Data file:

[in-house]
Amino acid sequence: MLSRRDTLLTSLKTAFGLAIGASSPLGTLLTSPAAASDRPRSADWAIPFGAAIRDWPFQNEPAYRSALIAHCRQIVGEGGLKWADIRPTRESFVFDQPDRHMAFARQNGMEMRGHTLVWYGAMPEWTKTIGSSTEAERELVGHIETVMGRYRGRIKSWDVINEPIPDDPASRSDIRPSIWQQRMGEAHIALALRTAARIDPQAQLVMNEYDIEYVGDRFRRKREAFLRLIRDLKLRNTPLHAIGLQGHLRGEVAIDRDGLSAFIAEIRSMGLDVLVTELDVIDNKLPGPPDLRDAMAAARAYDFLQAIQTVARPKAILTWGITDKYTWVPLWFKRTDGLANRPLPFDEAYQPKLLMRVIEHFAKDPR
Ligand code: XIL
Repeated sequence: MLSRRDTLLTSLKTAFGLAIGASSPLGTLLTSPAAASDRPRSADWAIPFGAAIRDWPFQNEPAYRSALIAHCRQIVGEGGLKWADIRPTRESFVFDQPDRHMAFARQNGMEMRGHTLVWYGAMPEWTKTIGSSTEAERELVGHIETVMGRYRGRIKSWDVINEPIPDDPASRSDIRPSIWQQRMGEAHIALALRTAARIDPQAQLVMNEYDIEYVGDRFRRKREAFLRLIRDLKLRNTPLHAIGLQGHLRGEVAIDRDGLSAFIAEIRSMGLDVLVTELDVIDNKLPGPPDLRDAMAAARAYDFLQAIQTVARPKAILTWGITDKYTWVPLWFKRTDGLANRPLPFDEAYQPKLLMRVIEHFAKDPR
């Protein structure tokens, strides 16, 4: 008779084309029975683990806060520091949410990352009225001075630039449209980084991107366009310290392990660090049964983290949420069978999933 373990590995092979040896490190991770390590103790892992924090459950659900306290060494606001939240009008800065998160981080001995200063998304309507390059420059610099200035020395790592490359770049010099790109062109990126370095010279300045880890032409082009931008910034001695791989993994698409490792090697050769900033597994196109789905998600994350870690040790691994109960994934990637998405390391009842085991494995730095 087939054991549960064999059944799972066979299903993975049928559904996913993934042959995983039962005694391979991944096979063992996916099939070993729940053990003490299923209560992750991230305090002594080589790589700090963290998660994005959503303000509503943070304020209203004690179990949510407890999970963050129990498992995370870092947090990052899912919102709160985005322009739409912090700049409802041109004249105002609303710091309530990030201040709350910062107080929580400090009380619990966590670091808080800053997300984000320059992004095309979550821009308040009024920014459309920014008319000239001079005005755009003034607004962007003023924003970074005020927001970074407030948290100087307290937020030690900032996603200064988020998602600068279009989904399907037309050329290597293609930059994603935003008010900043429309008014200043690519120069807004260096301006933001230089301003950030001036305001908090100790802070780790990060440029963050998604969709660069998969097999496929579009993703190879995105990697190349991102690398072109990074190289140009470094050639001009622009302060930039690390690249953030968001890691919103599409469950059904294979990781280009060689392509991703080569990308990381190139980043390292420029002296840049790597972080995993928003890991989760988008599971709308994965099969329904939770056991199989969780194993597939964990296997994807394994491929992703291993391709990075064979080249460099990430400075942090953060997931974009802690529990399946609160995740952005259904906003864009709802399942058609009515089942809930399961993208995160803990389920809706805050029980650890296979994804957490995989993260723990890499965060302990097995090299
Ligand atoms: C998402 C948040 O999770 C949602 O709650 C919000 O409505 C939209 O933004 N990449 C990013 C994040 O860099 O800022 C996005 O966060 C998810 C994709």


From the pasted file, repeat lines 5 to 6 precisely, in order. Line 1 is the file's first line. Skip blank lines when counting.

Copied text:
């Protein structure tokens, strides 16, 4: 008779084309029975683990806060520091949410990352009225001075630039449209980084991107366009310290392990660090049964983290949420069978999933 373990590995092979040896490190991770390590103790892992924090459950659900306290060494606001939240009008800065998160981080001995200063998304309507390059420059610099200035020395790592490359770049010099790109062109990126370095010279300045880890032409082009931008910034001695791989993994698409490792090697050769900033597994196109789905998600994350870690040790691994109960994934990637998405390391009842085991494995730095 087939054991549960064999059944799972066979299903993975049928559904996913993934042959995983039962005694391979991944096979063992996916099939070993729940053990003490299923209560992750991230305090002594080589790589700090963290998660994005959503303000509503943070304020209203004690179990949510407890999970963050129990498992995370870092947090990052899912919102709160985005322009739409912090700049409802041109004249105002609303710091309530990030201040709350910062107080929580400090009380619990966590670091808080800053997300984000320059992004095309979550821009308040009024920014459309920014008319000239001079005005755009003034607004962007003023924003970074005020927001970074407030948290100087307290937020030690900032996603200064988020998602600068279009989904399907037309050329290597293609930059994603935003008010900043429309008014200043690519120069807004260096301006933001230089301003950030001036305001908090100790802070780790990060440029963050998604969709660069998969097999496929579009993703190879995105990697190349991102690398072109990074190289140009470094050639001009622009302060930039690390690249953030968001890691919103599409469950059904294979990781280009060689392509991703080569990308990381190139980043390292420029002296840049790597972080995993928003890991989760988008599971709308994965099969329904939770056991199989969780194993597939964990296997994807394994491929992703291993391709990075064979080249460099990430400075942090953060997931974009802690529990399946609160995740952005259904906003864009709802399942058609009515089942809930399961993208995160803990389920809706805050029980650890296979994804957490995989993260723990890499965060302990097995090299
Ligand atoms: C998402 C948040 O999770 C949602 O709650 C919000 O409505 C939209 O933004 N990449 C990013 C994040 O860099 O800022 C996005 O966060 C998810 C994709």